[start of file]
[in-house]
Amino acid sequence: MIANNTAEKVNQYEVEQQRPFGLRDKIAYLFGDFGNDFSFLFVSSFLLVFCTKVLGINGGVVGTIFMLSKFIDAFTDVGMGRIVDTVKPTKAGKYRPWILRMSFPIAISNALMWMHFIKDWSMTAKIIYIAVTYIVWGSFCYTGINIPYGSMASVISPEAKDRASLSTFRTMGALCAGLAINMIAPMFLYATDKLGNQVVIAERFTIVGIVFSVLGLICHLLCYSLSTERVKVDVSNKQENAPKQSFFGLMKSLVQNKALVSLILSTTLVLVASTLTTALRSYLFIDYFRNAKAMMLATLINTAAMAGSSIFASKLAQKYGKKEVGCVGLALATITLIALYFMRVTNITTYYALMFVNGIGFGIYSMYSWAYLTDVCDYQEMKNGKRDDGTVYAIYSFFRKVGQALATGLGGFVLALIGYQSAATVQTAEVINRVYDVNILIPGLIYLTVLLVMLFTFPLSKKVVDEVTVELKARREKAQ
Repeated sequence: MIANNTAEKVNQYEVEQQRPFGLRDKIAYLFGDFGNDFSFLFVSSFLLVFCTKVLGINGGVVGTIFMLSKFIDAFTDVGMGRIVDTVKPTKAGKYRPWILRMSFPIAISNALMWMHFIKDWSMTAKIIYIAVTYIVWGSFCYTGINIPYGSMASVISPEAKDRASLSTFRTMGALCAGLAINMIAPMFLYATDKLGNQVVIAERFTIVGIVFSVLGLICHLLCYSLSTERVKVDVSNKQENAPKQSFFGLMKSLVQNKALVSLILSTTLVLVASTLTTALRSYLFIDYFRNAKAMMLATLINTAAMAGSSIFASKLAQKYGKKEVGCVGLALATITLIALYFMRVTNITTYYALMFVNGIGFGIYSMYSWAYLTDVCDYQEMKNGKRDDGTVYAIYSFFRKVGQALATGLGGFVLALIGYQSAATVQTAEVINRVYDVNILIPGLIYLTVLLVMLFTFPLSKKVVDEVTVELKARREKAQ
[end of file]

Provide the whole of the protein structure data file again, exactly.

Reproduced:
[in-house]
Amino acid sequence: MIANNTAEKVNQYEVEQQRPFGLRDKIAYLFGDFGNDFSFLFVSSFLLVFCTKVLGINGGVVGTIFMLSKFIDAFTDVGMGRIVDTVKPTKAGKYRPWILRMSFPIAISNALMWMHFIKDWSMTAKIIYIAVTYIVWGSFCYTGINIPYGSMASVISPEAKDRASLSTFRTMGALCAGLAINMIAPMFLYATDKLGNQVVIAERFTIVGIVFSVLGLICHLLCYSLSTERVKVDVSNKQENAPKQSFFGLMKSLVQNKALVSLILSTTLVLVASTLTTALRSYLFIDYFRNAKAMMLATLINTAAMAGSSIFASKLAQKYGKKEVGCVGLALATITLIALYFMRVTNITTYYALMFVNGIGFGIYSMYSWAYLTDVCDYQEMKNGKRDDGTVYAIYSFFRKVGQALATGLGGFVLALIGYQSAATVQTAEVINRVYDVNILIPGLIYLTVLLVMLFTFPLSKKVVDEVTVELKARREKAQ
Repeated sequence: MIANNTAEKVNQYEVEQQRPFGLRDKIAYLFGDFGNDFSFLFVSSFLLVFCTKVLGINGGVVGTIFMLSKFIDAFTDVGMGRIVDTVKPTKAGKYRPWILRMSFPIAISNALMWMHFIKDWSMTAKIIYIAVTYIVWGSFCYTGINIPYGSMASVISPEAKDRASLSTFRTMGALCAGLAINMIAPMFLYATDKLGNQVVIAERFTIVGIVFSVLGLICHLLCYSLSTERVKVDVSNKQENAPKQSFFGLMKSLVQNKALVSLILSTTLVLVASTLTTALRSYLFIDYFRNAKAMMLATLINTAAMAGSSIFASKLAQKYGKKEVGCVGLALATITLIALYFMRVTNITTYYALMFVNGIGFGIYSMYSWAYLTDVCDYQEMKNGKRDDGTVYAIYSFFRKVGQALATGLGGFVLALIGYQSAATVQTAEVINRVYDVNILIPGLIYLTVLLVMLFTFPLSKKVVDEVTVELKARREKAQ